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E se l'equilibrio non fosse mai esistito?


When Arrow and Debreu published their famous proof of the existence of competitive equilibrium in 1954 their work was met with extraordinary praise. In fact, approbation was so intense that there was hardly any substantive criticism of the paper. Not a good omen. But then again, who needs to cast doubts when you want to have faith?


The existence question is not only a technical question (i.e., finding out if a system of equations has a solution). In the grand narrative of market theory, the issue of existence of equilibrium is relevant because it concerns the reference point towards which disequilibrium prices (and allocations) are supposed to converge. The idea of market forces leading an economy to a point of equilibrium would be meaningless without certitude about the existence of the promised land.[i] In macroeconomic theory, this is so important that in some extreme cases (i.e., dynamic general equilibrium models), it is assumed that the economy is always in an equilibrium position.[ii]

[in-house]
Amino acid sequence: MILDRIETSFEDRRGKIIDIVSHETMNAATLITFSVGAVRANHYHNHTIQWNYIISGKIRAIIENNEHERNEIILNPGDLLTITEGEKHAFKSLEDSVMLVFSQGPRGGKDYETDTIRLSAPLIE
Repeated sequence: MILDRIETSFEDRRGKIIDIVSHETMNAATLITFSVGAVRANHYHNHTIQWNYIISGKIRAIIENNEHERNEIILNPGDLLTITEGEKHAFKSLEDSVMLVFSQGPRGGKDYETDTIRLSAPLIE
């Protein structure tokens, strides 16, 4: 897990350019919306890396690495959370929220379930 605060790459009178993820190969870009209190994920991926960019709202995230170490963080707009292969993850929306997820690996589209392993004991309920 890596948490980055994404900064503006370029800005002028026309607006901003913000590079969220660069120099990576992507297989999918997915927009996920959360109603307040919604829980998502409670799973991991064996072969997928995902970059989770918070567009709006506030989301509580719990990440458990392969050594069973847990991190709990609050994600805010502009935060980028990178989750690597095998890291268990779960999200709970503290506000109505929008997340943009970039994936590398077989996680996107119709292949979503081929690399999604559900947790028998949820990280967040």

The existence of a general competitive equilibrium haunted neoclassical economics since Walras. He knew that equality in the number of equations and unknowns was not enough to guarantee the existence of a solution.[iii] The problem was assumed away and the question of existence remained without an adequate answer for decades. [iv]


The Arrow-Debreu model changed the name of the game. As Koopmans (1957) noted, “in this model the problem is no longer conceived as that of proving that a certain set of equations has a solution.” The idea was now to show there was a specific state of the economic system where at some prices of goods the manifold individual price-taking maximization behaviors are mutually consistent.


The Arrow-Debreu (A-D) model was acclaimed as the first rigorous solution to this problem.[v] The essential idea of A-D is to build a model of an economy and to utilize tools developed in game theory by Nash (1950). The center of attention here is a fixed-point theorem, considered today as the most important tool in mathematical economics (Geanakoplos 1989).


Arrow and Debreu’s intuition was that because every equilibrium is a rest point, the fixed-point theorem lent itself beautifully for the proof of existence. The trick was to be able to interpret the fixed point as an (general) economic equilibrium.